To Fend Off Apple, Google Might Let You Pay With Your Voice

Plaso is a new experimental system being tested by Google employees.

To Fend Off Apple, Google Might Let You Pay With Your Voice
[Photo: Flickr user Sergio Uceda]

For a while, it seemed like mobile payments were a geek’s dream wrapped in a whole lot of hype. But with last year’s launch of Apple Pay, the space has heated up, forcing Cupertino’s competitors to get serious about the future of how we’ll pay for things.


For its part, Google is betting we’ll want to buy things using only our voices. That’s the idea behind Plaso, a new payments system that Google is reportedly testing out at a few select retailers. To authenticate a purchase, the user need only say his initials out loud.

The original report from The Information reveals very little detail about how Plaso actually works, but says the system is being used by Google employees to buy grub at Panera Bread and Papa John’s locations. Presumably, Google is using some kind of biometric audio identification here to verify one’s voice, much like Apple does with fingerprints in Touch ID.

As The Information is quick to point out, Plaso is only experimental at this point, so it might not ever see the light of day (outside of Papa and Panera). But either way, it’s a bold new technological feat designed to breathe new life into Google Wallet, the company’s older, yet decidedly underutilized, mobile payments system.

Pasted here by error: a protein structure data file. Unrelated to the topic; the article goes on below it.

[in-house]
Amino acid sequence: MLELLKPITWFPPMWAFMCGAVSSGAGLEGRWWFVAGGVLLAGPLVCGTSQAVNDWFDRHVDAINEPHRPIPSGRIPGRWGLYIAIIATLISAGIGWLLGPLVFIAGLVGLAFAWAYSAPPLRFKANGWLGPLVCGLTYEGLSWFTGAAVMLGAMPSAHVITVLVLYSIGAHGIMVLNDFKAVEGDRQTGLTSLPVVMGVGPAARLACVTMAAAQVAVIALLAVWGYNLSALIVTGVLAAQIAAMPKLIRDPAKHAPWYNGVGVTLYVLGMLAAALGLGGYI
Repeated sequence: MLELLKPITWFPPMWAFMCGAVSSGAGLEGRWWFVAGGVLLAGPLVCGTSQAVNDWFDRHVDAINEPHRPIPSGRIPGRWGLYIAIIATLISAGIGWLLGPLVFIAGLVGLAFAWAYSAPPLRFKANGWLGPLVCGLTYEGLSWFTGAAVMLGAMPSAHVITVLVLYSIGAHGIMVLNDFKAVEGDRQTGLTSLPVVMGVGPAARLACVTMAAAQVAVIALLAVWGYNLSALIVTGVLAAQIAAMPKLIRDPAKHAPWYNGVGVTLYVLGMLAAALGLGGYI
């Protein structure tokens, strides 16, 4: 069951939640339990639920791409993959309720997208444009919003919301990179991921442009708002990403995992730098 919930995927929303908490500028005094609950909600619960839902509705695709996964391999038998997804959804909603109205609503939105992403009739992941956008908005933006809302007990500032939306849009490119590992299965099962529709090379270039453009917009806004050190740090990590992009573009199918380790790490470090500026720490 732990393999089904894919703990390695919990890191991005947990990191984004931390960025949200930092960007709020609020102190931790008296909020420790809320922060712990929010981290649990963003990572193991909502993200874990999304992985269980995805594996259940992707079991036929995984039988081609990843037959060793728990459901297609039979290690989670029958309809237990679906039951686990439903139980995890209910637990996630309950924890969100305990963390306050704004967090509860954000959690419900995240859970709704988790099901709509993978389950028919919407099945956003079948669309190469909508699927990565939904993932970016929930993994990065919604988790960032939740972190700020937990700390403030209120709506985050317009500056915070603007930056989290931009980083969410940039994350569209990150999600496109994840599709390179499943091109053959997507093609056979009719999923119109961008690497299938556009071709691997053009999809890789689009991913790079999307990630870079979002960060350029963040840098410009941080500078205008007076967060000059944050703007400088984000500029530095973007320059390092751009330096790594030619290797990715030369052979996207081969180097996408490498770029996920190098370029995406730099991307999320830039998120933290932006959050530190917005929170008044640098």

The pressure is on for Google to devise a strategy against Apple Pay, even if Plaso turns out to be another moonshot stuck in the Google X lab. Apple’s system launched last year with several prominent retail partners–including Urban Outfitters, Macy’s, and Walgreens–and enjoys the typical auto-legitimatization that tends to happen when Apple launches a new product, regardless of who was doing it first. Just today, Starbucks added support for Apple Pay within its own iOS app.

Meanwhile, Square–which was once a celebrated pioneer of mobile money–is now trying figure out its own role in the future of wireless payments. The high-valued startup was already struggling to find its way and forge new revenue sources after losing $100 million in 2013. Then Apple unveiled Apple Pay. (Starbucks, now an Apple Pay partner, broke off its partnership with Square just two months ago.)

Now, Square is reportedly working on an Android-based tablet of its own as a replacement for the iPad-based register many small businesses use today.


If any incumbent can forge a formidable competitor to Apple Pay, it’s probably Google. That isn’t to say that there aren’t hurdles to overcome, the least of which is convincing you not to feel weird paying for your frappuccino by yelling your initials.

[via The Information]

About the author

John Paul Titlow is a writer at Fast Company focused on music and technology, among other things.